If you don't know your credit score you probably live under a rock. Or you've never turned on a television and been bombarded with ads promising to get you a free copy of your credit report or "repair" bad credit (most of which are scams).
What you may not know is that there are hundreds of other consumer scoring systems out there; systems that rate everything from how likely you are to buy a product to whether you're a security risk when you step on a plane.
Most of these scores are secret. So secret, in fact, that you aren't allowed to see them or even know of their existence. They affect your life in a billion different ways both large and small. And while all are a blatant invasion of privacy, some are more dangerous than others. One of the most frightening is the FICO "Medication Adherence Scale."
Big Brother Wants You to Take Your Meds
A little over a year after the passage of the so-called Affordable Care Act, the credit score gods at FICO quietly rolled out a new "service" called the Medication Adherence Score (MAS). Much like a credit score, MAS analyzes existing data about you to predict how likely you are to take - or at least buy - your prescriptions. And while Big Medicine, Big Pharma, and pretty much any other Big Guy who's willing to pay a fee can have access to this score, you are not allowed to see it. You also have no control over what data is used to create it, and no way to dispute anything in your record.
Like a credit score, only better.
But It's for Your Own Good!
The stated purpose is to "predict which patients are at highest risk for skipping or incorrectly using prescription medications." Because you know, if you're not buying their drugs, Big Pharma is losing money. And we can't have that. According to FICO, it will let insurance companies and other healthcare groups choose patients who "could benefit the most from follow-up phone calls, letters and e-mails to encourage proper use of medication."
Another advertising stream. Surprise!
Coming on the heels of the ACA, this new scoring system is downright chilling. Today, it may be used to push more ads and fill your inbox with spam. But what about next year? As it becomes a routinely-used score, will you be fined for not taking your pills? See your health insurance rates go up? Or your car insurance? After all, if you have a perfect driving record but lousy credit, your car insurance may be higher than your house payment.
And how about jobs? More and more employers are looking at employee credit scores before hiring, and MAS has the potential to be much more damaging. With the ACA already forcing many employers to cut hours or downsize their workforce, anything that may raise health insurance rates is a bar to employment. This so-called adherence score has the potential to affect your life in even more ways than your credit score.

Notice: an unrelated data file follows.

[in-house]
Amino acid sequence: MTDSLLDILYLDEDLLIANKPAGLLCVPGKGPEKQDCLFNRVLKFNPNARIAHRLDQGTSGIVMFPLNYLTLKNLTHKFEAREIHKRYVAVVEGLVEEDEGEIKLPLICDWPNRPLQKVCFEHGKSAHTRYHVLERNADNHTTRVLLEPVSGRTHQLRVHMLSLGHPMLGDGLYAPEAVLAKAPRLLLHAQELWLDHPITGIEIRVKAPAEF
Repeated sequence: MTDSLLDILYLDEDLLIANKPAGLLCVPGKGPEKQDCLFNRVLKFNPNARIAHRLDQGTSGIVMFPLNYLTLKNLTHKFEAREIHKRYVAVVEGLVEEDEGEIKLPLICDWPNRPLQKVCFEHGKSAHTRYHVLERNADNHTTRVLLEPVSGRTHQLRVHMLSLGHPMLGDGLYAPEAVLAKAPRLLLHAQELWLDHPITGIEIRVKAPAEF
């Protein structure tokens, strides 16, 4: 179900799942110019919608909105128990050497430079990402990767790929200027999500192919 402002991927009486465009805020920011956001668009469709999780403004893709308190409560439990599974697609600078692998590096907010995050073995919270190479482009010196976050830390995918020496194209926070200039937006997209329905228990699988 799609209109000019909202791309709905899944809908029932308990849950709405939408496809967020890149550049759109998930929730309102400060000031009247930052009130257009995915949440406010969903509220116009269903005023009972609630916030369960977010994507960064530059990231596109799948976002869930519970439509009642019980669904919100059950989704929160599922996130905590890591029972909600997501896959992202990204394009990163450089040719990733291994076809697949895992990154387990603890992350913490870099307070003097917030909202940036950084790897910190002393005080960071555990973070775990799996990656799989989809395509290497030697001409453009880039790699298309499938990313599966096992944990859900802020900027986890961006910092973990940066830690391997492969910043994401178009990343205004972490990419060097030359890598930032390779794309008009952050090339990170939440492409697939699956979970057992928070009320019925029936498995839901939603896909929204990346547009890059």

So what is this magic number based on? Not on how well we follow our doctors' instructions, that's for sure. According to FICO's site:
The FICO® Medication Adherence Score will use a patient's prescription claims history when available and pull on other publicly available third-party data sources when no other information is present. With an individual's name and address, an entire patient population can be scored, including new members and those new to therapy.
Read that again.
They will track your prescription purchases if they can. Not whether you take it, just whether you buy it. That alone is bad enough - I don't know about you, but I certainly don't want the whole world to know what kind of medications I buy, or how often.
However, the second part of the statement is even worse.
If your prescription information isn't available, they'll grab whatever other information they can about you and use that. Like what online stores you like to shop at. And what you bought with your credit card in the last year. And whether you bought baby diapers, adult diapers, or Tylenol when you used your Walgreens rewards card. This completely irrelevant information will be used to decide how likely you are to follow your doctor's instructions.
And all they need is your name and address.
What's the scariest thing of all?
It's completely secret.
You can't opt out of it. You can't view it yourself. And you have no way to dispute any information used to calculate your score. And yet, it's likely to affect your life in myriad ways as time goes on.
Back in the 80s, credit scores were virtually unheard of among everyday people. It wasn't until the 90s that they began to be used to approve or deny mortgages. By 2002, they were the determining factor in whether you could buy a house, a car, or any other big-ticket item. Today, they may affect everything from your car insurance to your ability to get a job.
This MAS score will be the same. The FICO credit score has already set a precedent.
What can you do?
If you're planning on buying "unhealthy" items like cigarettes, fast food, sodas, and the like, pay for them with cash. FICO sees everything you buy with a debit or credit card. Lose the plastic and use the cash. Be informed. Don't take a prescription just because it's offered - grill your doctor on whether you really need it and what will happen if you don't take it. If you do accept it, make sure you fill it.
One final word: FICO's site has a special section for pharmaceutical manufacturers which can only be unlocked by providing your pharmaceutical contact information. In an effort to see how this is marketed to Big Pharma, I attempted to unlock this area. I was denied. I guess they couldn't find the company "Big Pharma, Inc." or the phone number "867-5309" in their database.
I hope that didn't affect my score.